Don’t say you love me.
Tell me you’d slit the throats
of all your other boys
sleeping beautifully in their beds.
Me, I’m never in my own bed.


I started typing out the first line of this poem, a more elaborate version I should say, as a text message to the guy I was sleeping with. Thank god my iPhone autocorrect slowed me down because as I was trying to fix the autocorrect I realized the guy wasn’t worth talking to. Not the first time that has happened and I’m sure it won’t be the last. But anyhow, I really wanted to send the text anyway (you know when that happens?) even though I knew it was a bad idea. Somehow I restrained myself, and well, this medium, where readers receive poems as text messages, presented itself as the perfect opportunity to finally send it, although of course he will never receive it. But who cares. He’s not important. I like that the poem was conceived from an unsent text message and that in the end it becomes a text that is sent. But to a reader. Who is more important. Always.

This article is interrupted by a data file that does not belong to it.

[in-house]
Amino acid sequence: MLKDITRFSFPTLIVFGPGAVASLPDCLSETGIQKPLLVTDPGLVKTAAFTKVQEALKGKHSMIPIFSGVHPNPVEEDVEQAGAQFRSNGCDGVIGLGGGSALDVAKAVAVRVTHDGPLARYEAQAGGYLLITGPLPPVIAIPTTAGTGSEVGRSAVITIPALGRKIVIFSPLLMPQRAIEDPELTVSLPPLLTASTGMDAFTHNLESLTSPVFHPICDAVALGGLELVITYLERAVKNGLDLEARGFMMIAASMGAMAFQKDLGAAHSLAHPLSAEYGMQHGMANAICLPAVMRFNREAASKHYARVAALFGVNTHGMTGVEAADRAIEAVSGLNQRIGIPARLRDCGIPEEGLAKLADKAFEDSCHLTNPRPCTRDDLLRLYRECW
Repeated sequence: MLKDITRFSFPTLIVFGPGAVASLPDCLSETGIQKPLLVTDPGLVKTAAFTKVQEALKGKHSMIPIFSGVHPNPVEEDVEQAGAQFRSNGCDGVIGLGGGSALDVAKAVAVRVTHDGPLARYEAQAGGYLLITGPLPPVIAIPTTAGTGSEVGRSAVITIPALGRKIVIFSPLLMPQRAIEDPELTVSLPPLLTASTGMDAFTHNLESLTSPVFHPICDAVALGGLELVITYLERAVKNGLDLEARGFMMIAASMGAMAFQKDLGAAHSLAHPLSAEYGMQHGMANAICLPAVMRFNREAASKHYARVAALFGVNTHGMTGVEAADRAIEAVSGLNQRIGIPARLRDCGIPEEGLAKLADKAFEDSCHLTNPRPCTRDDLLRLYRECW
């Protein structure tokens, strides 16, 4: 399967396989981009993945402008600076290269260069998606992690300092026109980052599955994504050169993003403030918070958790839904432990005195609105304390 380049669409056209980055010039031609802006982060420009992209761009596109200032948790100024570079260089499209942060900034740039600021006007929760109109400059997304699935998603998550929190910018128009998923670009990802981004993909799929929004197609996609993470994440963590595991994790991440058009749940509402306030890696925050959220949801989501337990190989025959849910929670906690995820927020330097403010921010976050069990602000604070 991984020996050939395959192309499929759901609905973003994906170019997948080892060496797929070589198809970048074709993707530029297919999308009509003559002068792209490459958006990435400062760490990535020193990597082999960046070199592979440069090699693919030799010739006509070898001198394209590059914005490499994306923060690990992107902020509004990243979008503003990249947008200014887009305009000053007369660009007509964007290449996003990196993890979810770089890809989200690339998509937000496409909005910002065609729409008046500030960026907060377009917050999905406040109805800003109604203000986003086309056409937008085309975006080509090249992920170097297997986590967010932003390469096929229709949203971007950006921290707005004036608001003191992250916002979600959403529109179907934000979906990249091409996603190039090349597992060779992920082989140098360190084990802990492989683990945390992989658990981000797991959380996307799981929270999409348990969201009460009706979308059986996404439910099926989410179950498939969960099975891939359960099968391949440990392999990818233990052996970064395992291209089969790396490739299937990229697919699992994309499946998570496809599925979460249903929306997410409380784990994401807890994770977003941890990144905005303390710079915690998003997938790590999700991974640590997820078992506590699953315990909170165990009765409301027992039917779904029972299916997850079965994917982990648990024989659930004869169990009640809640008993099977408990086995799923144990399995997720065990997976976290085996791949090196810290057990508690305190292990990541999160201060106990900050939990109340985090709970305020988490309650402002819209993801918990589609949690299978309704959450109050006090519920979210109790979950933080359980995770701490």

Alex Dimitrov’s first book of poems, Begging for It, will be published by Four Way Books in March 2013. He is the founder of Wilde Boys, a queer poetry salon in New York City. Dimitrov’s poems have been published in The Yale Review, The Kenyon Review, Slate, Poetry Daily, Tin House, Boston Review, and the American Poetry Review, which awarded him the Stanley Kunitz Prize in 2011. He is also the author of American Boys, an e-chapbook published by Floating Wolf Quarterly in 2012. Dimitrov works at the Academy of American Poets, teaches creative writing at Rutgers University, and frequently writes for Poets & Writers.

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